It turns out you can create a custom application object, which will be available as long as your process is running. So in your activity you can start the AsyncTask as before, but keep a reference to the AsyncTask in the application object. The AsyncTask needs a reference to the current activity to draw on the screen, which your activity keeps up to date. Basically set it on AsyncTask creation, null it during screen orientation and activity destroy, and restore when the activity is recreated. We also want to run an indeterminate progress indicator in the UI while network activity is going. In code this looks something like this (I’m omitting many irrelevant details):

public class BaconApp extends Application {
    public BaconRank.SyncTask mSyncTask = null;
    // ...
public class BaconRank extends Activity implements SeekBar.OnSeekBarChangeListener {
    // ...
    public void onCreate(Bundle savedInstanceState) {
        // ...
    BaconRank.SyncTask getSyncTask() {
        return ((BaconApp)getApplication()).mSyncTask;
    void sync(String action) {
        ((BaconApp)getApplication()).mSyncTask = (SyncTask) new SyncTask(this).execute(getUserAgent(), mUserId,
    public void onSaveInstanceState(Bundle outState) {
        SyncTask syncTask = getSyncTask(); 
        if (syncTask != null) {
    public void onRestoreInstanceState(Bundle inState) {
        SyncTask syncTask = getSyncTask(); 
        if (syncTask != null) {
    public void onStop() {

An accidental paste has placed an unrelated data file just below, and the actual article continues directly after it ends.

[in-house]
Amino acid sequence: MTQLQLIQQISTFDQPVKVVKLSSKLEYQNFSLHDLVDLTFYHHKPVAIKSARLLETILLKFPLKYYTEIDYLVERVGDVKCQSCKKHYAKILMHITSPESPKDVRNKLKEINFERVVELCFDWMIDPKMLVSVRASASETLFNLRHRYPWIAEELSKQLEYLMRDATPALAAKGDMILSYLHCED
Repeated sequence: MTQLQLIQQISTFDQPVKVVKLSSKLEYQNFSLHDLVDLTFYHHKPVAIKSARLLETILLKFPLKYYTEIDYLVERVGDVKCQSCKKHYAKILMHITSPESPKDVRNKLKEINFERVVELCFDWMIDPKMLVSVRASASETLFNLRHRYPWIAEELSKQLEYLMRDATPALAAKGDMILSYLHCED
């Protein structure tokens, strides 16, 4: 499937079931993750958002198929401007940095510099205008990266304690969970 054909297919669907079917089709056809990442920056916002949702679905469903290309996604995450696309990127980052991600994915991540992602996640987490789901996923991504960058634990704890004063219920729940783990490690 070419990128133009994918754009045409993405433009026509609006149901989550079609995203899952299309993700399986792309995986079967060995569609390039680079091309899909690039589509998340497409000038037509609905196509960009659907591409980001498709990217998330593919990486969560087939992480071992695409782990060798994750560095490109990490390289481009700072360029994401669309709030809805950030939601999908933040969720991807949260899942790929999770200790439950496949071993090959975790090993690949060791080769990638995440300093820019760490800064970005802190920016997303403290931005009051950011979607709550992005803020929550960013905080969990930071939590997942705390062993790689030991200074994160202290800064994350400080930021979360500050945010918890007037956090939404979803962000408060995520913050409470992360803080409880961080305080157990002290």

SyncTask syncTask = getSyncTask(); 
        if (syncTask != null) {
    public class SyncTask extends AsyncTask<String, Void, JSONObject> {
        // ...
        public SyncTask(BaconRank activity) {
            mActivity = activity;
        public void setActivity(BaconRank activity) {
            mActivity = activity;
        protected void onPreExecute() {
            if (mActivity != null) {
        protected void onCancelled() {
            // mActivity cannot be null
        void clearActivity() {
            // call in ui thread only
            ((BaconApp)mActivity.getApplication()).mSyncTask = null;            
        protected void onPostExecute(JSONObject result) {
            if (mActivity != null) {
                // Update UI
        protected JSONObject doInBackground(String... params) {
            // Do the network stuff
        // ...

You will also need to specify the custom application object in the AndroidManifest.xml:


And that wraps the Bacon Rank presentation. If you know how to do anything I presented above in a better way, please leave a comment. The application is also localizeable, so if you want to translate the app into your language let me know.

If you did not read it already, you might want to read about the application running, the server the Android application talks to. Powered by Turbogears 2

The website was written with the Turbogears 2 web application framework. It is pretty lightly modified from the quickstart project.